California’s Salton Sea is a complicated place that’s not well known outside the Golden State, but its imperiled status has helped clog progress negotiating drought protection measures with water users along the Colorado River.
The Colorado River basin supplies water to seven states and Mexico, but a 19-year-long drought has taken its toll, which forced the U.S. Bureau of Reclamation to order the players to agree on drought management plans by Jan. 31, 2019.
Most states complied, but legislation passed in Arizona didn’t technically meet the deadline and two California users had conditions, including securing millions from the Agriculture Department for Salton Sea. That unusual ask is throwing a new wrinkle into the entire process.
Reclamation has now given the governors of each state until between March 4 and March 19 to recommend how the federal agency should move forward to protect reservoirs at lakes Mead and Powell.
“There’s a risk in the basin now,” Reclamation spokeswoman Patti Aaron said. “We just have to move forward.”
Irrigation District Wants Farm Bill Money
One major hook? The Imperial Irrigation District in Southern California, which is the largest Colorado River user, said it wouldn’t agree to any plans unless about $200 million from the federal farm bill could be found to help ensure that a 10-year restoration plan for the Salton Sea would be fully funded.
Users along the river say negotiations tend to run right up to deadlines, but this demand of another federal agency could be a first. When it comes to Imperial, “that’s up to California how they move forward,” Aaron said.
California Gov. Gavin Newsom’s office referred requests for comment to the state Department of Water Resources, which didn’t respond.
The Upper Basin states of Colorado, New Mexico, Utah, and Wyoming signed their drought contingency plans in December. In the Lower Basin, only Nevada agreed to the drought plans. Arizona is working to seal its pacts before comments are due to Reclamation, state officials said. It leaves California a bit up in the air.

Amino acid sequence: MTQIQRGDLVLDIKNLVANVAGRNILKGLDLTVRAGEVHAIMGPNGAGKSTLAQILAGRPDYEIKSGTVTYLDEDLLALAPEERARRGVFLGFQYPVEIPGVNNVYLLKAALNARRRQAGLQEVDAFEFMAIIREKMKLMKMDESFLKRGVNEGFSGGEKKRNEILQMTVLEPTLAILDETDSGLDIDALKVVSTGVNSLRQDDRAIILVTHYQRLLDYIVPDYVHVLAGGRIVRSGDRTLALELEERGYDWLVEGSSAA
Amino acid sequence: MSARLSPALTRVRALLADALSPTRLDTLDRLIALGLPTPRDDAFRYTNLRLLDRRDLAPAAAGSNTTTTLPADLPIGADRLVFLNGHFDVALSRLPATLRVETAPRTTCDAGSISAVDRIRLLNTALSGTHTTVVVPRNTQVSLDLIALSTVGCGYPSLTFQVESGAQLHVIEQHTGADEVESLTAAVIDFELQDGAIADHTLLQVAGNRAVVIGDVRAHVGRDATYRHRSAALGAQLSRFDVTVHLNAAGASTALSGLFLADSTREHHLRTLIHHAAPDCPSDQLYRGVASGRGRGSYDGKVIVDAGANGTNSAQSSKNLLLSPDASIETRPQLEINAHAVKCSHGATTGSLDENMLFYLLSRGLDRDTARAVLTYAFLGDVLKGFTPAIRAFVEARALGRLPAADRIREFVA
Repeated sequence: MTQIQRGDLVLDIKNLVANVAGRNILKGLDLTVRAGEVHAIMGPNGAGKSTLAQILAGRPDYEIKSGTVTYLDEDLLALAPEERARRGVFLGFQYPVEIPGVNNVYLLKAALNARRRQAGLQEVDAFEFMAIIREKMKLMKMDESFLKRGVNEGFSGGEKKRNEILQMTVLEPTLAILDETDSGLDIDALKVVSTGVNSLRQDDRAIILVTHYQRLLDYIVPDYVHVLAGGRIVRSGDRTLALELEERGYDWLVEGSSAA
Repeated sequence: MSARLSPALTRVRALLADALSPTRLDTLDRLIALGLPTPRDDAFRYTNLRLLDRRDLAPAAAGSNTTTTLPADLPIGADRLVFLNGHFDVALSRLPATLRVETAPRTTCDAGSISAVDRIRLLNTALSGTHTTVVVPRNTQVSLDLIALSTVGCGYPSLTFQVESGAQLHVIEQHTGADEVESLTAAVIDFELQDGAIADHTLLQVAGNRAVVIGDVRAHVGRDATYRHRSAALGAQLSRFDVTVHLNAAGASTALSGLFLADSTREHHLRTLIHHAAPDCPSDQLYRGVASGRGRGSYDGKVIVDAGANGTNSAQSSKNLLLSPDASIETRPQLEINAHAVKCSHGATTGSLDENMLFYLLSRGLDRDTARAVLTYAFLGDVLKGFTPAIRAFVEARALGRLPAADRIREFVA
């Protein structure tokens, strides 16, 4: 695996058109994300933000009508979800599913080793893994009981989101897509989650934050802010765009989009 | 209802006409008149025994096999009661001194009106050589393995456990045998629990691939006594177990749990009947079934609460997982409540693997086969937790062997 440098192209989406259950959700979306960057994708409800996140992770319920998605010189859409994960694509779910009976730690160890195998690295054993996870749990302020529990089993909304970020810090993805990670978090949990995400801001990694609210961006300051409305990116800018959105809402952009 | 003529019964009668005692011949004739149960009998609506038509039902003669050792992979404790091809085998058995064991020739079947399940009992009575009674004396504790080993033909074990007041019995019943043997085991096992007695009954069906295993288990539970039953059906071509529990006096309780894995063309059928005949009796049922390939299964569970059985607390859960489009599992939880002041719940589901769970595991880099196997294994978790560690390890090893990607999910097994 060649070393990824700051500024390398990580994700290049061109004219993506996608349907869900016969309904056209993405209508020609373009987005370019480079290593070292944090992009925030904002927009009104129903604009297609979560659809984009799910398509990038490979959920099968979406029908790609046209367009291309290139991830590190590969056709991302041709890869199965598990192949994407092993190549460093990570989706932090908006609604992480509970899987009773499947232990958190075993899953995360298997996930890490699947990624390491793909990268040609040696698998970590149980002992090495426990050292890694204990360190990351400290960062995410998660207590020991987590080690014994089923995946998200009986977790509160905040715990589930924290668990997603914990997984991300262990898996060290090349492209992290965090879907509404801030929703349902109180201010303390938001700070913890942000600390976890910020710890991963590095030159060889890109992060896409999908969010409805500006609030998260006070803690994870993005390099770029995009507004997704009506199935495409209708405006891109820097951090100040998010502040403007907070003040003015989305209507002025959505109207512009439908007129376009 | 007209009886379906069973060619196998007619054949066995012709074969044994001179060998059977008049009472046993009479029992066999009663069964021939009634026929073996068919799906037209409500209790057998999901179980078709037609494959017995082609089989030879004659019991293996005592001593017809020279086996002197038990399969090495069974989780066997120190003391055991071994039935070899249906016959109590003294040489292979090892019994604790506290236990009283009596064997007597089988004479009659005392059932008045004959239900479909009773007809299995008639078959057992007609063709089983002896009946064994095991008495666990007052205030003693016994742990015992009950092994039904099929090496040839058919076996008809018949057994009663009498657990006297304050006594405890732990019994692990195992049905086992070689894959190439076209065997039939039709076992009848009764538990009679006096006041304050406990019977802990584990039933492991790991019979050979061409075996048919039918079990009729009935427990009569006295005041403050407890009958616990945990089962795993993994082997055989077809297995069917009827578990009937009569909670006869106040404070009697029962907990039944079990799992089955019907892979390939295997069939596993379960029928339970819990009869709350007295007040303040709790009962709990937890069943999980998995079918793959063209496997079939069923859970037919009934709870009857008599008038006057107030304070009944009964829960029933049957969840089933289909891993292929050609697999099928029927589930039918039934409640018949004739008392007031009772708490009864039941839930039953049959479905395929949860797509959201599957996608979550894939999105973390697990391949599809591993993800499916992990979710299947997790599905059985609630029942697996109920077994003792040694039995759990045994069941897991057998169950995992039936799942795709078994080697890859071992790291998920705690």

“All of us functioning together is better than one basin going forward without the other,” James Eklund, Colorado’s representative on Colorado River issues, told Bloomberg Environment Feb. 20.
A Young and Old Sea
The Salton Sea is both young and old. The first lake in the Salton Basin traces back to 700 A.D., when the Colorado River flooded the area. A lake remained until about 300 years ago, with intermittent flooding over the centuries, according to the Salton Sea Authority.
In 1901 an irrigation canal was dug from the river into Imperial Valley for agricultural use.
When silt clogged the waterway, another cut was made. But floodwaters overtook the canal in 1905 and by the time the leak was plugged, the Salton Sea was formed.
In its heyday of the late 1950s and 1960s, the sea was the most popular recreational spot in the state. More than 400 species of birds used the area as part of the Pacific Flyway, a migration route.
But the lake has been primarily fed by agricultural runoff. Less water for growing also means less runoff, which translates into a shrinking coastline, higher salinity levels, fewer fish, fewer birds, and more insects and dust.
Diverting agricultural water to prop up Lake Mead could hurt the sea further.
So Imperial officials asked Agriculture Secretary Sonny Perdue in January for $200 million from the 2018 farm bill to help fund an estimated $383 million 10-year restoration plan the state established in 2017.
The district and Agriculture Department have been talking, but nothing has developed. Sen. Dianne Feinstein (D) has also pressed the agency to release funds but has gotten no response, a spokesman said.
Calls and emails to the Agriculture Department for comment over weeks weren’t been returned.
Delays Risk Health, Environment
The recovery plan involves restoring wetlands, reducing dust, controlling invasive species, and moving agricultural runoff of to specific areas. But it’s about more than recreational fishing, bird habitats, and beach visits.
“The most reckless and costly of all options is the ‘do nothing’ option,” said Salton Sea Authority General Manager and Executive Director Phil Rosentrater, who added that federal agencies own about 40 percent of the land surrounding the water body.
The economic loss—from property values, recreation, health care, and more—was estimated at $70 billion in a 2014 report from the Pacific Institute.
The health effects are also a concern. Winds kick up the exposed lake bed, sending tiny particles of fine dust into the air. Emergency room visits in the area for childhood asthma are twice the national average, Rosentrater said.
The Pacific Institute study said if the sea isn’t properly restored and trends continue, as much as 100 tons of dust could be tossed into the air each day by 2045.
Rosentrater said the farm bill money is “a drop in the bucket compared to what would happen if we don’t invest.”
He also sees the pause in drought planning as a plus.
“I think we have better opportunity than we’ve ever had if the federal government is willing to engage,” Rosentrater said.
— With assistance from Tripp Baltz and Brenna Goth.
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